Zimbardo's Standford Prison Study Flashcards Preview

AQA A-Level Psychology Paper 1 > Zimbardo's Standford Prison Study > Flashcards

Flashcards in Zimbardo's Standford Prison Study Deck (10)
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How many people took part in the study, and what category were they split into?

24 males.
12 guards and 12 prisoners.


How long was the study meant to go on for, and how long did it?

Two weeks but it was shut down after six days.


Were participants payed? If so, how much?

Yes. All participants were payed $15 per day.


What happened to all participants before they were assigned a role?

They were all tested to ensure they were psychologically stable to ensure the results were as valid as possible.


How many participants were released early due to psychological trauma?

3 participants were released within the first 5 days.


What happened on day two, and what followed?

The prisoners rebelled against the guards, however the guards managed to control it. Following this, the guards became more aggressive:
- Doing midnight roll calls.
- Forcing prisoners to clean toilets with their bare hands.
- Removing all privacy and basic luxuries like mattresses.


What happened to the prisoners after the rebellion?

They became more submissive and hopeless. Some displayed severe anxiety and obvious signs of psychological distress.


How were the prisoners taken in to the experiment?

They were arrested at their houses and taken to a real police station. They were 'booked' at the station, stripped, deloused and then given a number instead of a name. They were degraded and then transported to the fake cells.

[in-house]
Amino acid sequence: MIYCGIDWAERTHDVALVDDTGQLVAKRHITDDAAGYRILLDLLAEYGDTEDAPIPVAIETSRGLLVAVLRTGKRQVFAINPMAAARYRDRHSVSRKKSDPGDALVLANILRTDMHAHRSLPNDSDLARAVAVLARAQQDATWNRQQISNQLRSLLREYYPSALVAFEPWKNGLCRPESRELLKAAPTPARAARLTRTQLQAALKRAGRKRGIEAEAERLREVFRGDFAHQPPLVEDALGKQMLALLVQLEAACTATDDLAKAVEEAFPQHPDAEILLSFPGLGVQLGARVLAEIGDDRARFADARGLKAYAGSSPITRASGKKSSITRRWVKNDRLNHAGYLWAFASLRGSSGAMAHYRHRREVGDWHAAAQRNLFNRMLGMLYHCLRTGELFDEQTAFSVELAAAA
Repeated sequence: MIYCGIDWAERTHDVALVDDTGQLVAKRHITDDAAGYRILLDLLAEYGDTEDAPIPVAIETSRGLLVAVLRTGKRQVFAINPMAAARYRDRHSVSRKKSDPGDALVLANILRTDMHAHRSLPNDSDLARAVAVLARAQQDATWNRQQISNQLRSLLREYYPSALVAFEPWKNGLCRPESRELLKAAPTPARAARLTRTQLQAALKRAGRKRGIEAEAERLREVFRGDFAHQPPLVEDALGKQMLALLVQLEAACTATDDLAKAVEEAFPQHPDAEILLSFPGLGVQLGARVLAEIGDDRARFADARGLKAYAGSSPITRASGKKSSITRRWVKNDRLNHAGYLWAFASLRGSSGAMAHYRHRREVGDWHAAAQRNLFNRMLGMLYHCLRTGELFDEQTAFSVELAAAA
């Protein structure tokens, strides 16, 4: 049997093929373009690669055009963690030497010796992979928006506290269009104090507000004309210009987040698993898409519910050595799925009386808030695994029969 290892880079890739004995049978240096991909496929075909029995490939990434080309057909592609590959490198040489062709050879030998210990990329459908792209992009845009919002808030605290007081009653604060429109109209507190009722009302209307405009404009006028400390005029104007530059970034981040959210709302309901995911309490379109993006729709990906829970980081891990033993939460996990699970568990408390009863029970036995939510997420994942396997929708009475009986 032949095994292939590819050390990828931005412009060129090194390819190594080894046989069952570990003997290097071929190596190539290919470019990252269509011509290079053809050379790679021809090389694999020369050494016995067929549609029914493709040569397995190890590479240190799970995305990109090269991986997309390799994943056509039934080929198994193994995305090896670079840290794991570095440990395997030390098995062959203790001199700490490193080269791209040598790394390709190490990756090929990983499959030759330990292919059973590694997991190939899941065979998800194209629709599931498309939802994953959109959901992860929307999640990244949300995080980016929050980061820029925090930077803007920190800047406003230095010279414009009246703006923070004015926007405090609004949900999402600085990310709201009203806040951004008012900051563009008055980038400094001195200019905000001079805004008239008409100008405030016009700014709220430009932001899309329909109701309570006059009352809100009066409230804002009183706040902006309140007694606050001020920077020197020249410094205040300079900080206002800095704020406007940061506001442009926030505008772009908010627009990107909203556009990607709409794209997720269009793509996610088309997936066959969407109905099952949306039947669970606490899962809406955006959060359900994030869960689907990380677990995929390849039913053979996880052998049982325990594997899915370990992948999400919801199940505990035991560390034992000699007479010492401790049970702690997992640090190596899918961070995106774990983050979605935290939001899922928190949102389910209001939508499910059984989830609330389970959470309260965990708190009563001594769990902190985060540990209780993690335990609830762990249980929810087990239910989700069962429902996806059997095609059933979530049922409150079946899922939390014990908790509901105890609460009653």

Criticisms of Zimbardo's study are:

1) It is ethically questionable - the participants were subject to psychological abuse, with the prisoners becoming withdrawn, submissive and dismissive. The guards also reported feeling guilty and anxious with their actions.
2) Individual differences and personality also determine the extent to which a person conforms to social roles, so Zimbardo has potentially over exaggerated the power of the situation to affect conformity to social roles.
3). Findings have yet to be replicated. Fromm (1973) repeated the experiment and found that dispositional factors (internal personality traits of participants that may confound the reliability of the results) may also play a role in conformity to social roles rather than souly situational factors.
4). Fromm accused Zimbardo's hyperbolic nature towards behaviours to give his study high internal validity.
5). Contradicatory findings - Reicher and Haslam - guards and prisoners didn't identify to social roles.


Pros of Zimbardo's study are:

1) The real life application - Zimbardo's research has had some positive effects / benefits in the real world (incl. the removal of beehive-styled prisons and the separation of young prisoners from old prisoners to prevent behaviour observed here prevailing).

2) High ecological validity.